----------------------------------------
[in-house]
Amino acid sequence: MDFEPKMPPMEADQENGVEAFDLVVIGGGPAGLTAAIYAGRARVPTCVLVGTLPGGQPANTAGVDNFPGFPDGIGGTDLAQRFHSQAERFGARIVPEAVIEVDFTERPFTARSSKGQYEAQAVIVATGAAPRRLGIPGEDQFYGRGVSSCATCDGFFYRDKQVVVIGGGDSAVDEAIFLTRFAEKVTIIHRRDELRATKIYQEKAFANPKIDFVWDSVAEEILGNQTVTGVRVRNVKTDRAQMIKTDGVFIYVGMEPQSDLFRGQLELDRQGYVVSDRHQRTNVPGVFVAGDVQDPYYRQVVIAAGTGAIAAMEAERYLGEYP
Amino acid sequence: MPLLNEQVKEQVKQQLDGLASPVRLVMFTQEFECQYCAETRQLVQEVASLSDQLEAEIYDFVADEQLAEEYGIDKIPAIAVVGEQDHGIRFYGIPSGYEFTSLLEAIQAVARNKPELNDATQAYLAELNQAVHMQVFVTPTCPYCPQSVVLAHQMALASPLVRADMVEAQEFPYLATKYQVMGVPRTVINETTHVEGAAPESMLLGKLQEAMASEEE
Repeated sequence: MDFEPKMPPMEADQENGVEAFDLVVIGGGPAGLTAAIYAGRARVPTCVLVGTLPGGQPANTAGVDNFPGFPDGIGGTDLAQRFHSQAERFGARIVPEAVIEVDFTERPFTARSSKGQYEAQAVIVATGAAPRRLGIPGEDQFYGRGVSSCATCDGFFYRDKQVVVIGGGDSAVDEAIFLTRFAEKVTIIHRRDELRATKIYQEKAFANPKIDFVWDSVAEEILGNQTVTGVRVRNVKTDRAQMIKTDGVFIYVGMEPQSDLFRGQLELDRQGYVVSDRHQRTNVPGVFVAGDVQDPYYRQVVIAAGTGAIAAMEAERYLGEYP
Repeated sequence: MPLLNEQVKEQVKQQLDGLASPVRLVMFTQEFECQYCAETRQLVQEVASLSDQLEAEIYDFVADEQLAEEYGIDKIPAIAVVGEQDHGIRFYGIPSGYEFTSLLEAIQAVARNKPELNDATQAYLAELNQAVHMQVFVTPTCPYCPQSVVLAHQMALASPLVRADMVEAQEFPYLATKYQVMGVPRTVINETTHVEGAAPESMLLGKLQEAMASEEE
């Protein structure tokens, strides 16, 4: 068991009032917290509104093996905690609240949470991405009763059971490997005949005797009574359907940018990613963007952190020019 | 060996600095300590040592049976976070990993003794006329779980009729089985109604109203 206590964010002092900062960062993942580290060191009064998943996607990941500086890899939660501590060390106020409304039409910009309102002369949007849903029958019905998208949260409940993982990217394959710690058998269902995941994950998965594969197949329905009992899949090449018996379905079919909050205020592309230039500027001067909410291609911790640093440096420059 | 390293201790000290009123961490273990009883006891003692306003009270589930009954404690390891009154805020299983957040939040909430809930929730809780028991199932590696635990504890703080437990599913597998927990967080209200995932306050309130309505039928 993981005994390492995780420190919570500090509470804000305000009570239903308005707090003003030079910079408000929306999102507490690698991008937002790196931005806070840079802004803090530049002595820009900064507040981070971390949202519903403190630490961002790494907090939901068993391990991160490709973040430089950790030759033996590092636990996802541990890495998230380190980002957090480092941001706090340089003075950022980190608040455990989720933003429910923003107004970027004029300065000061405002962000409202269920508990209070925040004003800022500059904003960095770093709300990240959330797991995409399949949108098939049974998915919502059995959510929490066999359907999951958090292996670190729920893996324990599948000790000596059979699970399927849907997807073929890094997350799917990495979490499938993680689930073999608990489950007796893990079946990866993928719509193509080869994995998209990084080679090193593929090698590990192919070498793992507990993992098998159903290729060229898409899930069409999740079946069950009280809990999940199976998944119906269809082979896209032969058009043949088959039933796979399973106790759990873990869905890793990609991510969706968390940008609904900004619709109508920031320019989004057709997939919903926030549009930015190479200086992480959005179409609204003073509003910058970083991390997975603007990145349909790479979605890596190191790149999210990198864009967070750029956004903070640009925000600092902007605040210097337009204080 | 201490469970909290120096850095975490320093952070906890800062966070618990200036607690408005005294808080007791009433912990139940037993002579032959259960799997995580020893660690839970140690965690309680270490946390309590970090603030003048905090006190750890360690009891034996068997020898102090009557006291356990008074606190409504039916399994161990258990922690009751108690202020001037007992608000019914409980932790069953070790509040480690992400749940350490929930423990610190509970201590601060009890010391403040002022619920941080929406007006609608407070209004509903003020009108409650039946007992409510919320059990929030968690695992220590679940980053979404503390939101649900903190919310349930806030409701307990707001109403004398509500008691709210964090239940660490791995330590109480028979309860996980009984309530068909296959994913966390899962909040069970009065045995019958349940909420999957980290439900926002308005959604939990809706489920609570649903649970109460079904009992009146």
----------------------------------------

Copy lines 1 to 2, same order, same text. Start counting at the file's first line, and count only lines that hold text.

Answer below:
[in-house]
Amino acid sequence: MDFEPKMPPMEADQENGVEAFDLVVIGGGPAGLTAAIYAGRARVPTCVLVGTLPGGQPANTAGVDNFPGFPDGIGGTDLAQRFHSQAERFGARIVPEAVIEVDFTERPFTARSSKGQYEAQAVIVATGAAPRRLGIPGEDQFYGRGVSSCATCDGFFYRDKQVVVIGGGDSAVDEAIFLTRFAEKVTIIHRRDELRATKIYQEKAFANPKIDFVWDSVAEEILGNQTVTGVRVRNVKTDRAQMIKTDGVFIYVGMEPQSDLFRGQLELDRQGYVVSDRHQRTNVPGVFVAGDVQDPYYRQVVIAAGTGAIAAMEAERYLGEYP